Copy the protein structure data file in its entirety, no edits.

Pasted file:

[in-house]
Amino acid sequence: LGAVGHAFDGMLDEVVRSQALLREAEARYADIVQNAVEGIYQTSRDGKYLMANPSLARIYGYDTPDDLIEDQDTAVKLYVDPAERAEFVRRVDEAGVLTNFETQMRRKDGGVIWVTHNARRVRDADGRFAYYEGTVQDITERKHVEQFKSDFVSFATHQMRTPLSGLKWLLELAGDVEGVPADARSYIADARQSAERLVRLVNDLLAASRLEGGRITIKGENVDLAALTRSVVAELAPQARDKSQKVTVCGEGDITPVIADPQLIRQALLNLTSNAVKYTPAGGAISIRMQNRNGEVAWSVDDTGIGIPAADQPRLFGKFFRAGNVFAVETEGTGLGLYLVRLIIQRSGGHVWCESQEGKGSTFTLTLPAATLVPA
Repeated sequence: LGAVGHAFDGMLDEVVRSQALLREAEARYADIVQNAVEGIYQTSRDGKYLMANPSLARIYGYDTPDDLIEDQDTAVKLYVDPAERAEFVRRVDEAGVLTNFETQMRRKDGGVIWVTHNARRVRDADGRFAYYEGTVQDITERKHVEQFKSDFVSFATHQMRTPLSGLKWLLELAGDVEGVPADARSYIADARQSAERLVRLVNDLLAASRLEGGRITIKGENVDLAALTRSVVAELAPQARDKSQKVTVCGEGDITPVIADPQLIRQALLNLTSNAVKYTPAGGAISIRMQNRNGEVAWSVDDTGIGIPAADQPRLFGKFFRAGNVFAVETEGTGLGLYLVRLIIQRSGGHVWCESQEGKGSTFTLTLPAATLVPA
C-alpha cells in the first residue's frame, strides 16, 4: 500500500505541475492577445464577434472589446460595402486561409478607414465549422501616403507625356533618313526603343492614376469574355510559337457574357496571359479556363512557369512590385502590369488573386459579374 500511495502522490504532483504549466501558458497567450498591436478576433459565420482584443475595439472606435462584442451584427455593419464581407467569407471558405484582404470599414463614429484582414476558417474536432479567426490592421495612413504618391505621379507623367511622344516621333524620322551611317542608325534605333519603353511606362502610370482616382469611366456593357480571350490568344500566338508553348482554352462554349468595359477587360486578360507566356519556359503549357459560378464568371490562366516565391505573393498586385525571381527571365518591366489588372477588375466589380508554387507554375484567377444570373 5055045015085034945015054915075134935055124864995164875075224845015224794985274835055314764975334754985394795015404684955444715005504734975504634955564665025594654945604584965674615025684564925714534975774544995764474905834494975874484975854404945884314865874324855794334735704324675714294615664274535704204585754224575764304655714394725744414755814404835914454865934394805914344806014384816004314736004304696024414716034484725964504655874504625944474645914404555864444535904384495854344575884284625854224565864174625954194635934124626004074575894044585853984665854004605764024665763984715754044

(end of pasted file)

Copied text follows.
[in-house]
Amino acid sequence: LGAVGHAFDGMLDEVVRSQALLREAEARYADIVQNAVEGIYQTSRDGKYLMANPSLARIYGYDTPDDLIEDQDTAVKLYVDPAERAEFVRRVDEAGVLTNFETQMRRKDGGVIWVTHNARRVRDADGRFAYYEGTVQDITERKHVEQFKSDFVSFATHQMRTPLSGLKWLLELAGDVEGVPADARSYIADARQSAERLVRLVNDLLAASRLEGGRITIKGENVDLAALTRSVVAELAPQARDKSQKVTVCGEGDITPVIADPQLIRQALLNLTSNAVKYTPAGGAISIRMQNRNGEVAWSVDDTGIGIPAADQPRLFGKFFRAGNVFAVETEGTGLGLYLVRLIIQRSGGHVWCESQEGKGSTFTLTLPAATLVPA
Repeated sequence: LGAVGHAFDGMLDEVVRSQALLREAEARYADIVQNAVEGIYQTSRDGKYLMANPSLARIYGYDTPDDLIEDQDTAVKLYVDPAERAEFVRRVDEAGVLTNFETQMRRKDGGVIWVTHNARRVRDADGRFAYYEGTVQDITERKHVEQFKSDFVSFATHQMRTPLSGLKWLLELAGDVEGVPADARSYIADARQSAERLVRLVNDLLAASRLEGGRITIKGENVDLAALTRSVVAELAPQARDKSQKVTVCGEGDITPVIADPQLIRQALLNLTSNAVKYTPAGGAISIRMQNRNGEVAWSVDDTGIGIPAADQPRLFGKFFRAGNVFAVETEGTGLGLYLVRLIIQRSGGHVWCESQEGKGSTFTLTLPAATLVPA
C-alpha cells in the first residue's frame, strides 16, 4: 500500500505541475492577445464577434472589446460595402486561409478607414465549422501616403507625356533618313526603343492614376469574355510559337457574357496571359479556363512557369512590385502590369488573386459579374 500511495502522490504532483504549466501558458497567450498591436478576433459565420482584443475595439472606435462584442451584427455593419464581407467569407471558405484582404470599414463614429484582414476558417474536432479567426490592421495612413504618391505621379507623367511622344516621333524620322551611317542608325534605333519603353511606362502610370482616382469611366456593357480571350490568344500566338508553348482554352462554349468595359477587360486578360507566356519556359503549357459560378464568371490562366516565391505573393498586385525571381527571365518591366489588372477588375466589380508554387507554375484567377444570373 5055045015085034945015054915075134935055124864995164875075224845015224794985274835055314764975334754985394795015404684955444715005504734975504634955564665025594654945604584965674615025684564925714534975774544995764474905834494975874484975854404945884314865874324855794334735704324675714294615664274535704204585754224575764304655714394725744414755814404835914454865934394805914344806014384816004314736004304696024414716034484725964504655874504625944474645914404555864444535904384495854344575884284625854224565864174625954194635934124626004074575894044585853984665854004605764024665763984715754044